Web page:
Ernest Little Simpson J7226

January 3, 1922 - October 15, 1941

Ernest Simpson Ernest Simpson Ernest Simpson Ernest Simpson Ernest Simpson

Athletic bank teller became above average Air Observer.

Ernest Little Simpson was the son of Thomas Simpson (1867-1952) and Margaret Grace (nee Ure) Simpson (1878-1953) of Ridgetown, Ontario. He had five brothers: William, Harry, David, Albert, and George and one sister, Bernice. Albert had also enlisted in the RCAF. The family was Protestant.

With senior matriculation, Ernest was employed as a teller at branches of the Royal Bank of Canada in Wallaceburg and Wheatley, Ontario, prior to his enlistment with the RCAF in Windsor, Ontario on November 25, 1940. He indicated he would like to be involved in some kind of air work after the war, preferring pilot. “A Canadian bank clerk of exceptional personality and appearance. Education well above average. Scholastic record very good in study and sport. Fresh and cheerful lad of strong character.”

Ernest had measles, mumps, and whooping cough as a child.

He did not have any hobbies, smoked about ten cigarettes a day and drank five pints of beer per week. He liked to play softball, soccer, basketball, tennis, plus boxed moderately. His physique was athletic, and he had a standard mentality. A small scar right hand dorsum and a vaccination mark on his left arm were noted. His teeth were in good repair. He weighed 175 pounds, stood 5’9” tall, had brown eyes, black hair a medium complexion and was fit.

While at No. 2 Manning Depot (November 25 to December 23, 1940), he fainted twice. “Had severe cold at the time.” He was in the station hospital from December 12 to 14, 1940.

He was at No. 2 ITS, Regina, Saskatchewan, from February 21 to March 26, 1941. He passed with 83%, 49th in his class out of 163. “Former bank employee. Raised on farm. Steady. Responsible. Confident. Active in sports, including team sports.”

Ernest was then at No. 3 Air Observers School in Regina from March 31, 1941 until June 23, 1941. He passed with 73.4% and was 27th in his class out of 42. “A good type. Consistently reliable. Average worker. Suitable for commission, unsuitable for instructor.”

At Armament Training at No. 2 AOS in Mossbank Saskatchewan from June 23 to August 4, 1941, he passd with 66.6% and was 31st in his class out of 38. “Above average.” But as an air gunner, he was below average. “Eager to get ahead; with more experience should make a good NCO.” He received his Observer’s Badge.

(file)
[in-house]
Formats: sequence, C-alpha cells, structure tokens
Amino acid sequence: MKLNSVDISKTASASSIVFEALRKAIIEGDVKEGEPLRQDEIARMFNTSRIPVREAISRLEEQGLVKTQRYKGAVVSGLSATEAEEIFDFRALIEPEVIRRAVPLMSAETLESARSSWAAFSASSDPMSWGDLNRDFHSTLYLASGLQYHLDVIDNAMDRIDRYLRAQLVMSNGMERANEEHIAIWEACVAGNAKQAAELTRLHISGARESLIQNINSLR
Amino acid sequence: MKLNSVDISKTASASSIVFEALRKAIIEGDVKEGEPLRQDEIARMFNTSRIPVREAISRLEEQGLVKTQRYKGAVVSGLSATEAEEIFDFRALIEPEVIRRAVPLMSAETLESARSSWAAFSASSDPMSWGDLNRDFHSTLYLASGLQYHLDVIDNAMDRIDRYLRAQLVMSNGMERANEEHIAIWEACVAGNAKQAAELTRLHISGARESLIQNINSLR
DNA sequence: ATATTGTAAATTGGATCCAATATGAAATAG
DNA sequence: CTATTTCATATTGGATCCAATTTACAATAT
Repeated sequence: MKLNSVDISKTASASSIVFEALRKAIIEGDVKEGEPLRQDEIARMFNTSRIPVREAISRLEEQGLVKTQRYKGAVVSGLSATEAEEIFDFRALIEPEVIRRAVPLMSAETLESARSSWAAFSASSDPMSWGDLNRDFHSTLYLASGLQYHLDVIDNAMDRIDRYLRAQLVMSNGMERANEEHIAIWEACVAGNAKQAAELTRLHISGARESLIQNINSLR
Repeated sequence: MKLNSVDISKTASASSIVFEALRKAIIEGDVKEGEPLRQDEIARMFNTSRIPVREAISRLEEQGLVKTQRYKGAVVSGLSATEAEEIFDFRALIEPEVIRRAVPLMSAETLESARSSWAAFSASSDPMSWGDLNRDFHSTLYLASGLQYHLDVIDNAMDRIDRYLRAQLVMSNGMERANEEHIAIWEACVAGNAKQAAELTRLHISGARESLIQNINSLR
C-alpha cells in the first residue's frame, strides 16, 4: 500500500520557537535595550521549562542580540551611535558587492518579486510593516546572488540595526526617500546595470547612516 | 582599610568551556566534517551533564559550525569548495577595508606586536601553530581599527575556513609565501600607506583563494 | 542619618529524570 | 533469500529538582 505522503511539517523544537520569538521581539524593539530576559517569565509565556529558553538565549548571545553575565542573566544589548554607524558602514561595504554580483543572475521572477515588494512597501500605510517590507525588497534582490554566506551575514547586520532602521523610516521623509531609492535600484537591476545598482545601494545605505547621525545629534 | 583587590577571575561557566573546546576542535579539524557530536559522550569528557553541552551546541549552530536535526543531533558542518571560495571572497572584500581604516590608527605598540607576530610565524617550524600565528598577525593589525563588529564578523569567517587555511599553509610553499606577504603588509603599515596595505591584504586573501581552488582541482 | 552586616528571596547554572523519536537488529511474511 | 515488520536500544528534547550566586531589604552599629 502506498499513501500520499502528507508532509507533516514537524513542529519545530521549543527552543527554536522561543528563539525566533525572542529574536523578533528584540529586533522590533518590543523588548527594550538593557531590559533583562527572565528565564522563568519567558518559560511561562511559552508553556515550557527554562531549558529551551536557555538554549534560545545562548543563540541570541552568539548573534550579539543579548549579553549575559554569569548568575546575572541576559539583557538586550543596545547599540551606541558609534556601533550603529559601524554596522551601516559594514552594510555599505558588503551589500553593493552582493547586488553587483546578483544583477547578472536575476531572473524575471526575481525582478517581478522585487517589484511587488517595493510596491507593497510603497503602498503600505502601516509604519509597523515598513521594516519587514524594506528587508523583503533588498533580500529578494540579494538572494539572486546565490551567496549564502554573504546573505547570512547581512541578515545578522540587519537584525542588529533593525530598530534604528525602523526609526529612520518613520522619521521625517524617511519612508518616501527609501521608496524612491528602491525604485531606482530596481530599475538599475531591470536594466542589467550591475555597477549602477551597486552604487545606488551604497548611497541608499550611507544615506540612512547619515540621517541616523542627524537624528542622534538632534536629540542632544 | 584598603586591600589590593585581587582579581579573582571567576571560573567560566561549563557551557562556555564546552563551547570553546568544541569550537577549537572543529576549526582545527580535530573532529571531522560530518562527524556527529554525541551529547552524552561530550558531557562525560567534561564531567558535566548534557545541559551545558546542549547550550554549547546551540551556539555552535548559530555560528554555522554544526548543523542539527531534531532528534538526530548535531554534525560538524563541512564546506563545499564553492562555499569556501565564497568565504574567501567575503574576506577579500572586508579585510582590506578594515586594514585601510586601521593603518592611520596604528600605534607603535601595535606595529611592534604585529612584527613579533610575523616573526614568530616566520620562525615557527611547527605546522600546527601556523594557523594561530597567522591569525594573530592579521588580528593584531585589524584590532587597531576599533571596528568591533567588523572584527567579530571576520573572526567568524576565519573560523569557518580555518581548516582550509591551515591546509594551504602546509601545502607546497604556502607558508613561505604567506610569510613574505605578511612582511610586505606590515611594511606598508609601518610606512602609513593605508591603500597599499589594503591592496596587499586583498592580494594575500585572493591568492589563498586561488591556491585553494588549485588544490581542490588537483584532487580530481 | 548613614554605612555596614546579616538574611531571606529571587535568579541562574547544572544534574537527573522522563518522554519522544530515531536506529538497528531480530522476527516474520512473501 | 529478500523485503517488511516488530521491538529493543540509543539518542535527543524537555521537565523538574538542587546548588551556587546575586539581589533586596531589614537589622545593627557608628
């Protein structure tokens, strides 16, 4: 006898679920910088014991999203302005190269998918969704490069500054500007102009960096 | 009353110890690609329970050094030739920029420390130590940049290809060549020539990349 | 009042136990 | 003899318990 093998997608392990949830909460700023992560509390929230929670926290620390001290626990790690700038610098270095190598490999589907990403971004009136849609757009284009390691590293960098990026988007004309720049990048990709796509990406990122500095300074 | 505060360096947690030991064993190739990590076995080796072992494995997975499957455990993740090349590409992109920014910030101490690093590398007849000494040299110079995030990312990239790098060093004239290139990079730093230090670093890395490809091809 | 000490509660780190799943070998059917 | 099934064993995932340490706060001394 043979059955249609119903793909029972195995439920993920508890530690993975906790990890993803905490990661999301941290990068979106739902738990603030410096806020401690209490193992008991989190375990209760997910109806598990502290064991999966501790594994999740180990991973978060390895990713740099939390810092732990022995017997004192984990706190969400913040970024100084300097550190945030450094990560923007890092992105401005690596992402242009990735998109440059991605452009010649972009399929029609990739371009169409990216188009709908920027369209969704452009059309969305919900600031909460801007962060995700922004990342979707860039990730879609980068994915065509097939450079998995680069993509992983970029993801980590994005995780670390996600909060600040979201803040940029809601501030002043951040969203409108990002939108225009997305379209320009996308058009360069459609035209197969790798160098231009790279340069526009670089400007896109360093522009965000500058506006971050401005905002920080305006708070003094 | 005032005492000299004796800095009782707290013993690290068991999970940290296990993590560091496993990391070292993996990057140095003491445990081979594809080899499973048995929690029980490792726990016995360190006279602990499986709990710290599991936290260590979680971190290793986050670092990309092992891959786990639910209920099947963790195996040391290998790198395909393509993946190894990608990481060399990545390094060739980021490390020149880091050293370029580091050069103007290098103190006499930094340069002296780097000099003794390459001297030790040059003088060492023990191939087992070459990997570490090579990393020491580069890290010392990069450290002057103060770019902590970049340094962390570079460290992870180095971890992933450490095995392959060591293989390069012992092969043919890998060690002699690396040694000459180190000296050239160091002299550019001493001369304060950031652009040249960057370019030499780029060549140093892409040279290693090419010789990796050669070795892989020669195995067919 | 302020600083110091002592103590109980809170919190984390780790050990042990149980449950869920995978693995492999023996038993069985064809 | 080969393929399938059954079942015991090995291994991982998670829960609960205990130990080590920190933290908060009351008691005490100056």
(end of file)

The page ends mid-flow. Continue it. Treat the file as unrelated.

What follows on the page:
He took Advanced Air Observer’s Training at Rivers, Manitoba from August 4 until September 1, 1941 and passed with 72.4% and was 13th in his class of 103 in Ground Training and overall 65th in his class. “Above average. Has shown a marked improvement in work over other schools. Should make a capable officer.”

From At 21.54 hours on 15 Oct 1941 the unescorted Vancouver Island (Master Eric Lacey Roper) was spotted by U-558, which was searching convoy SC-48 west of Ireland. Due to her high speed of about 15 knots the U-boat immediately went on full speed to get into a favorable attack position and fired a spread of three torpedoes from about 2000 meters at 22.49 hours, hitting the ship with two of them after 144 seconds. The vessel was hit in the fore part and amidships and stopped but did not sink. Because Krech wanted to continue the search for convoy he fired two coups de grâce from more than 1000 meters at 23.08 and 23.17 hours, hitting the ship fore and aft and causing her to sink fast by the stern. The Germans had observed how the crew abandoned ship in lifeboats after the first hits, but HMS Dianthus (K 95) (LtCdr C.E. Bridgman, RNR) sent to her assistance from the dispersed convoy ON-24 did not find any survivors. On 31 October, a lifeboat with the bodies of two officers from the ship was found by a British warship in 56°08N/20°45W. The master, 64 crew members, eight gunners and 32 passengers were lost.

Ernest held a life insurance policy with Prudential Life Insurance Company. His mother, sole beneficiary, wrote in April 1942, “They are awaiting official notice of his death from the Department of National Defence.” She had written to the RCAF Casualties Office in January 1942 about the insurance policy. “He left the bank November 20, 1940 and on November 25, 1940, he left home for Brandon, Manitoba. He was not home again until September 1, 1941 and on September 15, 1941, he left home for Halifax. I did not see him again. He told me when home, that his insurance was paid up to date, as it was taken out of his army pay. Th same as it had been taken out of his pay while in the bank. On receiving notice that Ernest was missing and in a later latter that he might be considered lost as no survivors of the Vancouver Island were found, I wrote to the insurance company and they said they had no record of his premiums being paid since he had left the bank November 20, 1940. I have no papers or records whatever. Ernest simply told me, his insurance was paid up to date. I would like to know if the RCAF had taken the money from his army pay, as he certainly thought they had. The assurance company asked me to write you, for some official notice to them, of his being lost. If you have his birth certificate, could you send it also. While Ernest was in Halifax, he assigned half his pay to me (his mother) and on October 30th, I received $90 being 1/2 of his pay for October 1941. The other $90 due him for October paid to him before he left for overseas, if not should it come to me. It is with great sorrow at the loss of Ernest that I write to you.

In October 1955, a letter arrived addressed to Mrs. Simpson, from W/C W. R. Gunn informing her that since Ernest had no known grave, his name would appear on the Ottawa Memorial. Mrs. Simpson passed away in June 1953, her husband the year prior.